In April, 1839, the command of the troops in the Northern District, which then comprised eleven counties, was entrusted to Sir Charles Napier. For some time previous the disquiet among the manufacturing population in this wide region had occasioned great anxiety to the Government; and it seemed that the Chartist movement might culminate in actual insurrection. An outbreak was apprehended almost momentarily, and might occur at any point; so that all over the north magistrates were nervously calling for military protection. Napier had at his disposition a force of barely four thousand men; and those were so dispersed that on assuming command he found them broken up into no fewer than twenty-six detachments, spread over half England. Those scattered handfuls of soldiers were worse than useless; their weakness was dangerous and actually invited to mischief. Fortified by the cordial support of the Home Secretary Napier insisted on three points: the concentration of his troops, and, where detachments had to he granted, proper quarters for them so as to keep the soldiers together; that magistrates instead of clamouring for troops should rally loyal citizens around them for self-defence; that the army was to be regarded as a force of ultimate reserve, and that therefore it was the duty of Government to establish throughout the country a strong police force,—a measure which was soon to he dealt with by Sir Robert Peel.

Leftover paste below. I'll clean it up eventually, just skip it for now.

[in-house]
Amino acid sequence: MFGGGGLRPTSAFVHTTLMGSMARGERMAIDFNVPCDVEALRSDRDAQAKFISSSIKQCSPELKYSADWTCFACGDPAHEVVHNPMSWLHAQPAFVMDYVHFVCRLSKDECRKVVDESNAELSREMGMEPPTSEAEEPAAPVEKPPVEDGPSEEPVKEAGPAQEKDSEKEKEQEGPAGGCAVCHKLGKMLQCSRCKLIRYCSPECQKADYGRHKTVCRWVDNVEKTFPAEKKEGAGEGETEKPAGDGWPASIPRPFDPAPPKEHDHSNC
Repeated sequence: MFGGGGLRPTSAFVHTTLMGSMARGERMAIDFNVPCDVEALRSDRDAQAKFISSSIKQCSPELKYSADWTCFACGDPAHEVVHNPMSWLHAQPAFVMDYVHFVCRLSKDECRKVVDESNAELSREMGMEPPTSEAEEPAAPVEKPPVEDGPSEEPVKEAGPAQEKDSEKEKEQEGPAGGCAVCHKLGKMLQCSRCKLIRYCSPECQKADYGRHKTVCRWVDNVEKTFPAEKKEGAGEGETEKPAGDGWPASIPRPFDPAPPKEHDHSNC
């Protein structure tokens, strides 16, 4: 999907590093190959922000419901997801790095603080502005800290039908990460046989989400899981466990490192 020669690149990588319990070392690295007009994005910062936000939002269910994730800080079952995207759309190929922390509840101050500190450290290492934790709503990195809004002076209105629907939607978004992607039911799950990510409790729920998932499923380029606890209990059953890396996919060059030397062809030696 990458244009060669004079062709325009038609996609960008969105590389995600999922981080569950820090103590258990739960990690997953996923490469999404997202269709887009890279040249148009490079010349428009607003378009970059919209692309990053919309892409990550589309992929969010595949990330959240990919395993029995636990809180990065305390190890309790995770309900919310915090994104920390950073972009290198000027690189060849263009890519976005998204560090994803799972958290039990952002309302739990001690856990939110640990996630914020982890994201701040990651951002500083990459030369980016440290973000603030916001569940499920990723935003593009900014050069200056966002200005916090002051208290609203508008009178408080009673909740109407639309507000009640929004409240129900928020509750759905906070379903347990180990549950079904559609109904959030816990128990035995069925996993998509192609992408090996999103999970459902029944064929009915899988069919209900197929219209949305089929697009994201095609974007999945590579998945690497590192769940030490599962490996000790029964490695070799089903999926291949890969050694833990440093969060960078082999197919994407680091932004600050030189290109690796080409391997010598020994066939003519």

Napier had been in command of the district for some three months before he and Colin Campbell met, although in the interval they had corresponded officially and thus may have come to know something of each other. Napier, at least, had gauged the character of his subordinate officer. In July he had ordered the Ninety-Eighth from Hull to Newcastle-on-Tyne. Things were then at about their worst, and Napier wrote: “Great anxiety about the colliers in the north. I have sent Campbell, Ninety-Eighth, there from Hull. The colliers had better be quiet; they will have a hardy soldier to deal with; yet he will be gentle and just, or he should not be there.” During its march the Ninety-Eighth was halted in billets over Sunday in York. It chanced that Napier during a tour of inspection arrived there by coach about noon, and alighted at the inn where the hurried coach-dinner was served. Ascertaining that Colonel Campbell was quartered in the house, the General promptly introduced himself. Mentioning the number of minutes allotted for the meal, he asked if it would be possible to collect the men under arms before the coach went on. With perfect confidence Colin Campbell replied in the affirmative. The “assembly” was sounded; and as the men were gathering from their billets Napier, as he ate, cross-examined the colonel of the Ninety-Eighth regarding the internal economy of the regiment. He then inspected the troops, and on finishing the last company as the horses were being put to, he mounted the box with the remark, “That’s what I call inspecting a regiment.” “It was,” comments General Shadwell, “what some commanding officers might term sharp practice; but it was a satisfactory test of the discipline and order which Colin Campbell had perfected in the Ninety-Eighth.” And he adds that this hurried meeting “formed an important epoch in Campbell’s career. From that moment he conceived an esteem and respect for the noble soldier under whose command he had been so fortunate as to find himself placed, sentiments which speedily developed into a feeling of affectionate regard well-nigh amounting to veneration.”